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1917 Tops UK And Irish Box Office On Opening Weekend

1917 Tops UK And Irish Box Office On Opening Weekend

War flick 1917 has had a stormer of a weekend at the box office, followed by picking up a clutch of Oscar nominations. Not bad, eh?

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The World War I movie, written and directed by Sam Mendes, topped the UK and Irish box office on its opening weekend, pulling in £7,344,868.

The movie is set in northern France and focuses on two young British soldiers, named Schofield (played by George MacKay) and Blake (Dean-Charles Chapman).

A synopsis reads: "Two young British soldiers during the First World War are given an impossible mission: deliver a message deep in enemy territory that will stop 1,600 men, and one of the soldier's brothers, from walking straight into a deadly trap."

Alongside MacKay and Chapman, the film stars Sherlock actors Benedict Cumberbatch and Andrew Scott as well as Richard Madden (Bodyguard).

Kezia Williams, Managing Director, UK, Film for eOne said "On behalf of the whole team at eOne, we are absolutely thrilled to see 1917 achieve such a fantastic result at the UK box office this weekend.

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"What a heartening demonstration of the health of the cinema industry and testament to the power of the big screen experience. Our congratulations to Sam, Pippa and the whole filmmaking team on an extraordinary and hugely well-deserved achievement."

Credit: Universal Pictures
Credit: Universal Pictures

And if topping the UK box office wasn't good enough news for the cast and crew, 1917 has also earned itself a number of Oscar nominations this afternoon - including best Original Screenplay, best Directing and the coveted Best Picture award.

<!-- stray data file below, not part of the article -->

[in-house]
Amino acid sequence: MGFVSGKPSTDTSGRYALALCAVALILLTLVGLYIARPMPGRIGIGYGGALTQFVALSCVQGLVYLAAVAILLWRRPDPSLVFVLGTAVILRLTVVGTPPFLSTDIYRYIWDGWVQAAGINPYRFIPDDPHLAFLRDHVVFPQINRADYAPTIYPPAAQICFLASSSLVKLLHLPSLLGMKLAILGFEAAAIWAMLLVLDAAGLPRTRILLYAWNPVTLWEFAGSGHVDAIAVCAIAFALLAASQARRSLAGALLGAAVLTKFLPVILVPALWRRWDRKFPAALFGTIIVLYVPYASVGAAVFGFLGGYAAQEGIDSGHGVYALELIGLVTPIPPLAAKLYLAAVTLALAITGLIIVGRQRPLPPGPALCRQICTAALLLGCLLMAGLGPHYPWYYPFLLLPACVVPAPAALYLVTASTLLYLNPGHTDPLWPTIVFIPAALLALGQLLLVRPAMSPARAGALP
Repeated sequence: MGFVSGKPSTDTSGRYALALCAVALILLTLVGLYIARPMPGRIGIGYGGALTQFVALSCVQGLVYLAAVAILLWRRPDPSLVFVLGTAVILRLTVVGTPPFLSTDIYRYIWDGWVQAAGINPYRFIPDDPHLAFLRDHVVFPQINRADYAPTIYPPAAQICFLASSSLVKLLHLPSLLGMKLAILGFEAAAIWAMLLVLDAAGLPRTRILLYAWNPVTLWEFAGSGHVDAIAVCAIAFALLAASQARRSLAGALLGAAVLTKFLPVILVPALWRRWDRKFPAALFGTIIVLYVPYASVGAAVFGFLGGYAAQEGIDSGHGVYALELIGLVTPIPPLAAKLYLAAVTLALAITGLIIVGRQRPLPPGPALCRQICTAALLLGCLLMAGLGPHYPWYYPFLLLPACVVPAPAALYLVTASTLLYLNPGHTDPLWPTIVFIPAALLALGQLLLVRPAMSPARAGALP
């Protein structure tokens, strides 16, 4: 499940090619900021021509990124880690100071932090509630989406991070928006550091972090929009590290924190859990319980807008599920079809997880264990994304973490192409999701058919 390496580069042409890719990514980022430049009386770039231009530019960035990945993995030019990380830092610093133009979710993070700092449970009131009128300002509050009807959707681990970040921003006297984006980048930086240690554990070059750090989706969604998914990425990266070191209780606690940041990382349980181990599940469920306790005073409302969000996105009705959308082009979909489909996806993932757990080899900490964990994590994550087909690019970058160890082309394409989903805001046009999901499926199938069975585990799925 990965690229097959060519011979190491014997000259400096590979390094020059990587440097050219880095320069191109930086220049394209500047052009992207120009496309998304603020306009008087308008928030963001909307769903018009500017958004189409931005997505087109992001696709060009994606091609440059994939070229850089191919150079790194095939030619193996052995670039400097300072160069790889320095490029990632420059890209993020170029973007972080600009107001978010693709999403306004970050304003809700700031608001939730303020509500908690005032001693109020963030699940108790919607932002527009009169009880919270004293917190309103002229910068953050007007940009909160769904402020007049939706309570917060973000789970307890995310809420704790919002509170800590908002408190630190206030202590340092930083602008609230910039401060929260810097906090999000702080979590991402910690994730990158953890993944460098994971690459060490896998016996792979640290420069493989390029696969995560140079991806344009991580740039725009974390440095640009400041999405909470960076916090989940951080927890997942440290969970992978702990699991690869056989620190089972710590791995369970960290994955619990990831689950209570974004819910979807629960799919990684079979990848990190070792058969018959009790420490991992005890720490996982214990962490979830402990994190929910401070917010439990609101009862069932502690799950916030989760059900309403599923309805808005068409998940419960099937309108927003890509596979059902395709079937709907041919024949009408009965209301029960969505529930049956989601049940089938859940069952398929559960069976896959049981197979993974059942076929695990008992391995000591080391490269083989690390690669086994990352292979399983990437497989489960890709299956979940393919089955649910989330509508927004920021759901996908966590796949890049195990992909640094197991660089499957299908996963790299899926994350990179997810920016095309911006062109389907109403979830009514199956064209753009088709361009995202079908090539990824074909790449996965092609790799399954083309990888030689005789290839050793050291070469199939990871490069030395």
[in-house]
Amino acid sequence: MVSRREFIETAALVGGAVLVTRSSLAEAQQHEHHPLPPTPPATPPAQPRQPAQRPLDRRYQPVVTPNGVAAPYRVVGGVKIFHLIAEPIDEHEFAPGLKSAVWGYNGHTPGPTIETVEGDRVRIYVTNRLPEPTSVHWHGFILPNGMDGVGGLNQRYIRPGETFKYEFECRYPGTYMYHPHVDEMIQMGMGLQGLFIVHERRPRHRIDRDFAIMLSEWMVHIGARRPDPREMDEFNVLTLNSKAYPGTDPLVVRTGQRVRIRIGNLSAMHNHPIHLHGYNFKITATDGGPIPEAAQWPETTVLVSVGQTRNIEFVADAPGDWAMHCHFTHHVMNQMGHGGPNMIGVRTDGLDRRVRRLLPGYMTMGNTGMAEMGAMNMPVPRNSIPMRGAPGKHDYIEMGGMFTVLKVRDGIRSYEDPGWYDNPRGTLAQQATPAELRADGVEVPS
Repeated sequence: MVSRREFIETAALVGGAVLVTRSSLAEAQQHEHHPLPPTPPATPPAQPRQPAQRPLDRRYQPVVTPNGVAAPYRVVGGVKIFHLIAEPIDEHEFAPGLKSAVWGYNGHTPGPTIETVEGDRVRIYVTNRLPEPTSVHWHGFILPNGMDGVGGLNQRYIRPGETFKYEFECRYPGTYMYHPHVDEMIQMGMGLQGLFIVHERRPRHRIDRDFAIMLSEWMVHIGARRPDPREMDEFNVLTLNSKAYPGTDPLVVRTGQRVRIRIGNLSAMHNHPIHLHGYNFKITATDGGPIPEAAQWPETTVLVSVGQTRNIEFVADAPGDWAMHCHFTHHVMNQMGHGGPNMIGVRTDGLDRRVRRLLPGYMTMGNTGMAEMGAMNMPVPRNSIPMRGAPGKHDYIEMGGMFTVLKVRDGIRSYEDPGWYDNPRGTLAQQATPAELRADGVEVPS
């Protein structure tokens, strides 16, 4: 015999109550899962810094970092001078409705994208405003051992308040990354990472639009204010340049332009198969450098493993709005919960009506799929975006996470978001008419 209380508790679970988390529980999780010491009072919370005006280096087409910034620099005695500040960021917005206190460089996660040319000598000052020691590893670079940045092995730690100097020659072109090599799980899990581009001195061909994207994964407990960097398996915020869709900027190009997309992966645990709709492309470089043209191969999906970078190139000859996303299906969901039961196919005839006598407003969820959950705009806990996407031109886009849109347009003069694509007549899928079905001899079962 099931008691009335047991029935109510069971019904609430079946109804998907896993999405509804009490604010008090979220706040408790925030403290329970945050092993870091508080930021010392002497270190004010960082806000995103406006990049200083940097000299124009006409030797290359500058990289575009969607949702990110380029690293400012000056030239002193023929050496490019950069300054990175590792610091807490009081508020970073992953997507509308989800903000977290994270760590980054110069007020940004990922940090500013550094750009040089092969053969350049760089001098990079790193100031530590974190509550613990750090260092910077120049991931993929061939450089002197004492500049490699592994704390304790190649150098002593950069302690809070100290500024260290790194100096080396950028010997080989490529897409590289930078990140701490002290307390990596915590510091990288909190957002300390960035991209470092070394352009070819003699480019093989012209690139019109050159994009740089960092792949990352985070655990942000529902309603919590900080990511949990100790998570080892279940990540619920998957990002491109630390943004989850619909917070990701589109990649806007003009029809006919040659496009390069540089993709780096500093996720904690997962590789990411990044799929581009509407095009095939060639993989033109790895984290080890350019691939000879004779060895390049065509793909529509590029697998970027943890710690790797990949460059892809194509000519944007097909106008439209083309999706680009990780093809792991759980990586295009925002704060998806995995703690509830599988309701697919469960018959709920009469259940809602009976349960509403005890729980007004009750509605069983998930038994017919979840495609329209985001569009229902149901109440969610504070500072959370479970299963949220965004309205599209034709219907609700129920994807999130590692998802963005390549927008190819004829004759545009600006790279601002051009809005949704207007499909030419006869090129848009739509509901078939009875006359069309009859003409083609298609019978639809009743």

It's also nominated for a bunch of BAFTAs, including Best Film, Outstanding British Film, Director and Original Score. Nicely done.

Earlier this month, it scooped Best Film at the Golden Globes.

The movie, which has drawn comparisons to Saving Private Ryan, was shot to appear as one long scene, something which Mendes admits wasn't easy.

Mendes told Total Film that many of the scenes took 'hundreds of takes - literally' to get right.

He added: "There were days when you were like, 'Why did I do this to myself?'"

Well, it certainly seems like all the hard work paid off.

Featured Image Credit: Universal Pictures

Topics: TV and Film

Claire Reid

Claire is a journalist at LADbible who, after dossing around for a few years, went to Liverpool John Moores University. She graduated with a degree in Journalism and a whole load of debt. When not writing words in exchange for money she is usually at home watching serial killer documentaries surrounded by cats. You can contact Claire at [email protected]

 

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